Literary Orphans

Three Poems
by Panika M. C. Dillon

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prone to strike (the ones I love most)

I took a garbage bag & a roll of foil, fashioned

capacitor. but the lawn mower’s battery was

what it was—was dead. I said now how am I going

 

to start over. shift the gears in my chest, alter

ethos—my movements or injured adjuncts, aluminum.

my car is sick. my breath—broken. the clock crawls—

 

tock tock tick. tardy to a race across

time’s AAA. take the anode & stick it

to your tongue. if you taste copper, whistle

 

into the wings of a frozen lake; face the charge

of Van Allen Belts; with icicled lashes, note

the tarnish of my fingers: aurora, an ending wind.

 

if there are clouds, watch for sink

holes, search for signs of static.

O Typekey Divider

                      (noise)

 

. . . . . . . . . . . . . . . . wash my back / the bite marks won’t

 

. . . . . . . . . . . . . . . .. . . . . come out / & I won’t give up

 

. . . . . . . . . . . . . . . . . . . . . . . . . your teeth / for anything

 

. . . . . . . . . . . . . . . .. . . . . . . . . . . . . .  less than / moonlight

 

in spite / of the spitting stove

. . . blisters bloom / on my fingers

O Typekey Divider

is that your distress flare or is it the season for bursting air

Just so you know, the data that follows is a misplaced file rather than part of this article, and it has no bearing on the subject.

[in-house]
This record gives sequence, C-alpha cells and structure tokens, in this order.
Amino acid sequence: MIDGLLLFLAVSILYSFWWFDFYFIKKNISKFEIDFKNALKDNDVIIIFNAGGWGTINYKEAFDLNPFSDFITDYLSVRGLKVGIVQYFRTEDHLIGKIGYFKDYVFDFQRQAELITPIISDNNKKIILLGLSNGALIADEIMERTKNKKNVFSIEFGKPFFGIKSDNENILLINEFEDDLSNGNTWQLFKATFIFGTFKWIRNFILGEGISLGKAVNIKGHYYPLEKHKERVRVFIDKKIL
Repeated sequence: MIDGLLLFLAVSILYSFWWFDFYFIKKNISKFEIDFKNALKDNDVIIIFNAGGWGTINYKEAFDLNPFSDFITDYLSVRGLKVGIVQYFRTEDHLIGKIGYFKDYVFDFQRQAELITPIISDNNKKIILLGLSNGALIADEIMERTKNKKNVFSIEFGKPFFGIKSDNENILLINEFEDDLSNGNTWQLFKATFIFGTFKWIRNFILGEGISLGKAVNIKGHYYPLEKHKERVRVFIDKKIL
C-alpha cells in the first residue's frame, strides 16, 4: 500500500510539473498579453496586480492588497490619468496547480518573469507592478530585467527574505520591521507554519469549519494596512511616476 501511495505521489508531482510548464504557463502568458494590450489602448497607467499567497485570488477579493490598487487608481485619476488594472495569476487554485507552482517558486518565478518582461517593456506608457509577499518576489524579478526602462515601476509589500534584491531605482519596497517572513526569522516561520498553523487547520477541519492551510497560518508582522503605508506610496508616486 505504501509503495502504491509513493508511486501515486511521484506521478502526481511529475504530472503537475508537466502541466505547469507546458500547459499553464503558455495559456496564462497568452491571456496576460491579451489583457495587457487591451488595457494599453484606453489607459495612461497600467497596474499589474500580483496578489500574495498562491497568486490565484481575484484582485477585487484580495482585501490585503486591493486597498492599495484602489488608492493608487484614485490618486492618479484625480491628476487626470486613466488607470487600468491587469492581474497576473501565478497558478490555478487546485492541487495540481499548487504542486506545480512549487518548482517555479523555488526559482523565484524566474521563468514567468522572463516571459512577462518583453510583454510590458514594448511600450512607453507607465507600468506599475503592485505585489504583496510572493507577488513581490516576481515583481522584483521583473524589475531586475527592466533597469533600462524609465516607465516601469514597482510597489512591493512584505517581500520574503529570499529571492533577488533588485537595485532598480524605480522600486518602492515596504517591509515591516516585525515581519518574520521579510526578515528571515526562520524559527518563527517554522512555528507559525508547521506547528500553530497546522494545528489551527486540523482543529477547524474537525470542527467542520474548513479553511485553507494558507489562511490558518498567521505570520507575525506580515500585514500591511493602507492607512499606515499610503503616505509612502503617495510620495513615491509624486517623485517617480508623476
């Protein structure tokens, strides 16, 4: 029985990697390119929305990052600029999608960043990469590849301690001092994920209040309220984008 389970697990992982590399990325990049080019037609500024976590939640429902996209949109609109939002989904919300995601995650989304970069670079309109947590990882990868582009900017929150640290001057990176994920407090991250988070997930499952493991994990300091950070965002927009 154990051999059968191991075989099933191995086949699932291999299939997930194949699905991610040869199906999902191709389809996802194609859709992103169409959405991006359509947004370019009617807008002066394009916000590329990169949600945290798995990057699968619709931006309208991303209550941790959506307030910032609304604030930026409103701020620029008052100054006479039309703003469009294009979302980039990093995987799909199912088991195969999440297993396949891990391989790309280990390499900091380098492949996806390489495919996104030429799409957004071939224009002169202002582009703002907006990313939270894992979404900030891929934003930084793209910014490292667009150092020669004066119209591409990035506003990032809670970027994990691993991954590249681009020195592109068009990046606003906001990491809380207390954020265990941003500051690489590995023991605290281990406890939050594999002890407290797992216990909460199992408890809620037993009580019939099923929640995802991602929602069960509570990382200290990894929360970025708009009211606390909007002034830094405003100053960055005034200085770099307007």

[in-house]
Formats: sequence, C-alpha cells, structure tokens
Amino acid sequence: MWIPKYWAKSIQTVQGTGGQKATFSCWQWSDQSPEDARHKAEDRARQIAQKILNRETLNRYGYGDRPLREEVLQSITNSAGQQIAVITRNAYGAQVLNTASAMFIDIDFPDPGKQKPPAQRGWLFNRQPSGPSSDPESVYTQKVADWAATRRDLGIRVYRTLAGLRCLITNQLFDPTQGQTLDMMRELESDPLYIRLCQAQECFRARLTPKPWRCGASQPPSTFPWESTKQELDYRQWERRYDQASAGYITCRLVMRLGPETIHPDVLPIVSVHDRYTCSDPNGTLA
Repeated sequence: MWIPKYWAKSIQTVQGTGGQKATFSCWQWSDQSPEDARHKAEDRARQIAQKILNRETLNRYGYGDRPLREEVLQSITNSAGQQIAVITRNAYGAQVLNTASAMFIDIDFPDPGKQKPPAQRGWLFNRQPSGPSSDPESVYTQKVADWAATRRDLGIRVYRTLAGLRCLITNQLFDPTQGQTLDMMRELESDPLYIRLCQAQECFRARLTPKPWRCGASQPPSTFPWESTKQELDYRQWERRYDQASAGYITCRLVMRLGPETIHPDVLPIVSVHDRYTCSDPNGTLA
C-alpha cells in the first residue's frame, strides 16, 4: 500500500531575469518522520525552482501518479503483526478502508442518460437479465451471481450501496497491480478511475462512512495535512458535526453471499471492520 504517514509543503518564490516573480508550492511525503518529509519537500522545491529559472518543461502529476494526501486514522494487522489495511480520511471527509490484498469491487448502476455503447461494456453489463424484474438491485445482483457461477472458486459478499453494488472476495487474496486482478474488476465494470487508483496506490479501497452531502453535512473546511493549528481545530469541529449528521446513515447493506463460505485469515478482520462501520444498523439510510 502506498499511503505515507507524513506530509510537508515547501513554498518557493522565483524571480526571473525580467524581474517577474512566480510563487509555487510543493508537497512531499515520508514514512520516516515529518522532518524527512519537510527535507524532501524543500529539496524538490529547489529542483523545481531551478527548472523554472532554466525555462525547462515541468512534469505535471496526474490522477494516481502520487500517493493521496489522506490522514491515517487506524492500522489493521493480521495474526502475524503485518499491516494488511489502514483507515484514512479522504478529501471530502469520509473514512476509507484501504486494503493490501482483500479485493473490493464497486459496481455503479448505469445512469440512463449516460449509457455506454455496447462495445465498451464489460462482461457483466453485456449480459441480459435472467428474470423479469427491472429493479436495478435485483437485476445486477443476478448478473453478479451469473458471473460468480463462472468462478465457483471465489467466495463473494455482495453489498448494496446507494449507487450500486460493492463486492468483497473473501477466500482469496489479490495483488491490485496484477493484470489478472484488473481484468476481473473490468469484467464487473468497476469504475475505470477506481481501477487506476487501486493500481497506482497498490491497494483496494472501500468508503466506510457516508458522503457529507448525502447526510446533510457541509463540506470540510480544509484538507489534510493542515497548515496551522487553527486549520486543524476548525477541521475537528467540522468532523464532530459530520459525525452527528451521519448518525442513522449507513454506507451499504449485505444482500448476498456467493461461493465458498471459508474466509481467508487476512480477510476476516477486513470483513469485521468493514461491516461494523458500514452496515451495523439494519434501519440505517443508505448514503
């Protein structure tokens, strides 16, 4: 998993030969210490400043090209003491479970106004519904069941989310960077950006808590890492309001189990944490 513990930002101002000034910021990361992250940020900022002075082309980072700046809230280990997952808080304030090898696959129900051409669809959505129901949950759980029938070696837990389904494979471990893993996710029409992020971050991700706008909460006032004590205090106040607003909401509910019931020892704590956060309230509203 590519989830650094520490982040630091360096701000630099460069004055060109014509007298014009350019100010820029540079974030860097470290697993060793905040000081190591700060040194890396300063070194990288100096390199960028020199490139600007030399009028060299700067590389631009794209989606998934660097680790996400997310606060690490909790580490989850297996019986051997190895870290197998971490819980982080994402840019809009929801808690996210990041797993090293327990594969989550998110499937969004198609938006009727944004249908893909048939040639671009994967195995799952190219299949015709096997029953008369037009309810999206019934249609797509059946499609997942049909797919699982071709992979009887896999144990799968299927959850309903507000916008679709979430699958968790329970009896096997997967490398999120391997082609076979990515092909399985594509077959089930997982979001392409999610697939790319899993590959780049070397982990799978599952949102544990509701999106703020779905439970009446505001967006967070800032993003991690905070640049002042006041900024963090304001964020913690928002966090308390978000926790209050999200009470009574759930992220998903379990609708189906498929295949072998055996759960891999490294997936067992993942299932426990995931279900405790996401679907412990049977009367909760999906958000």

for Shannon Leigh

 

. . . . . . . . . . . . . . . . . . . . . . . . . . . . . . . . it’s the parade that holds everyone up

. . . . . . . . . . . . . . . . . . . . . . . . . . . . . . . . for pocket lint / been seeing you

. . . . . . . . . . . . . . . . . . . . . . . . . . . . . . . . everywhere we say / how the clouds are

 

falling in the shape of your animal

face / your mouth opens, the rain of it

dapples our vision / & I am

 

. . . . . . . . . . . . . . . . . . . . . . . . . . . . . . . . convinced of wax & (your coffin lined

. . . . . . . . . . . . . . . . . . . . . . . . . . . . . . . . with) silk / we, we want you

. . . . . . . . . . . . . . . . . . . . . . . . . . . . . . . . to have pristine shins—to never be

 

scraped (as your knees), & to say we caught

you every time sits on the tongue like gum

drops / using your name

 

. . . . . . . . . . . . . . . . . . . . . . . . . . . . . . . . in vain, our saccharine calls: angel,

. . . . . . . . . . . . . . . . . . . . . . . . . . . . . . . . goddess / you, you—something so, so

. . . . . . . . . . . . . . . . . . . . . . . . . . . . . . . . human, we need to turn you

 

myth / as if there were room

for lyres or pedestals on your back / & it’s in

parade that I see you—

 

. . . . . . . . . . . . . . . . . . . . . . . . . . . . . . . . outside the cut & paste

O Typekey Divider

Panika M. C. Dillon is from Fairbanks, AK and Austin, TX. She received her MFA in creative-writing poetry from Sarah Lawrence College. Her work has appeared in Heavy Feather Review, Poets&Artists, Copper Nickel, The Diagram and others. She works as a political organizer in Central Texas.

Panika M. C. Dillon 1 (427x640)

O Typekey Divider

–Art by Marina Ćorić